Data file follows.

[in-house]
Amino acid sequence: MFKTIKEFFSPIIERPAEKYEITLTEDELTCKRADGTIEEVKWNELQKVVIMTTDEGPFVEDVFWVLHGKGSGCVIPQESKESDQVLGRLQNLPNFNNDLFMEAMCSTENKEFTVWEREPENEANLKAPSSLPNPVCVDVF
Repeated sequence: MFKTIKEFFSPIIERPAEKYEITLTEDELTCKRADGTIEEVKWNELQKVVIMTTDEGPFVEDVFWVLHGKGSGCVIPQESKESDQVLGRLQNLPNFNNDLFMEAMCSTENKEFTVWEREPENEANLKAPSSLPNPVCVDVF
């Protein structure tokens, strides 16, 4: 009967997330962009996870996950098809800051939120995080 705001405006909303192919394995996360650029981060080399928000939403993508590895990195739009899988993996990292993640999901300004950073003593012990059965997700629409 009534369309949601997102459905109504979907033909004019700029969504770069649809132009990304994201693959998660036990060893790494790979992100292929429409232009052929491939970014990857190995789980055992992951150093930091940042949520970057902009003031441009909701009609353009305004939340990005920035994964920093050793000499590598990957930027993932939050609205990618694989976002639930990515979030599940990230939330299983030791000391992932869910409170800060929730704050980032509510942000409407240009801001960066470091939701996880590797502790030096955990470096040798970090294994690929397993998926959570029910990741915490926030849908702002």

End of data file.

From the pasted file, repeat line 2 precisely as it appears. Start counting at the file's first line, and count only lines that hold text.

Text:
Amino acid sequence: MFKTIKEFFSPIIERPAEKYEITLTEDELTCKRADGTIEEVKWNELQKVVIMTTDEGPFVEDVFWVLHGKGSGCVIPQESKESDQVLGRLQNLPNFNNDLFMEAMCSTENKEFTVWEREPENEANLKAPSSLPNPVCVDVF